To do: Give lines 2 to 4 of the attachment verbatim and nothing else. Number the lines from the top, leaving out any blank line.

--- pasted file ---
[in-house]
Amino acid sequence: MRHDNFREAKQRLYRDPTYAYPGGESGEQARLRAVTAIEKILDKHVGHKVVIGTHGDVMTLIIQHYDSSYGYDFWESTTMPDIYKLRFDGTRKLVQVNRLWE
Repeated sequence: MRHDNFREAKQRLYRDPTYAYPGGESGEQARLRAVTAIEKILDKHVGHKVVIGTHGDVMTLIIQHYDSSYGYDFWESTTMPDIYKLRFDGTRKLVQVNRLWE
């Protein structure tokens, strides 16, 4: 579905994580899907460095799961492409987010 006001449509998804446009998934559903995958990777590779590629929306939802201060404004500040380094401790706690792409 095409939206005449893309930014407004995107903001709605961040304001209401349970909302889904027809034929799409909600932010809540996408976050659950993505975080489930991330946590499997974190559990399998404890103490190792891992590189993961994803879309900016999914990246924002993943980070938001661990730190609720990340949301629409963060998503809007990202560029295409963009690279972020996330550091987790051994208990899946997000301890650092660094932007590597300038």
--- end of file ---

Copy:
Amino acid sequence: MRHDNFREAKQRLYRDPTYAYPGGESGEQARLRAVTAIEKILDKHVGHKVVIGTHGDVMTLIIQHYDSSYGYDFWESTTMPDIYKLRFDGTRKLVQVNRLWE
Repeated sequence: MRHDNFREAKQRLYRDPTYAYPGGESGEQARLRAVTAIEKILDKHVGHKVVIGTHGDVMTLIIQHYDSSYGYDFWESTTMPDIYKLRFDGTRKLVQVNRLWE
């Protein structure tokens, strides 16, 4: 579905994580899907460095799961492409987010 006001449509998804446009998934559903995958990777590779590629929306939802201060404004500040380094401790706690792409 095409939206005449893309930014407004995107903001709605961040304001209401349970909302889904027809034929799409909600932010809540996408976050659950993505975080489930991330946590499997974190559990399998404890103490190792891992590189993961994803879309900016999914990246924002993943980070938001661990730190609720990340949301629409963060998503809007990202560029295409963009690279972020996330550091987790051994208990899946997000301890650092660094932007590597300038």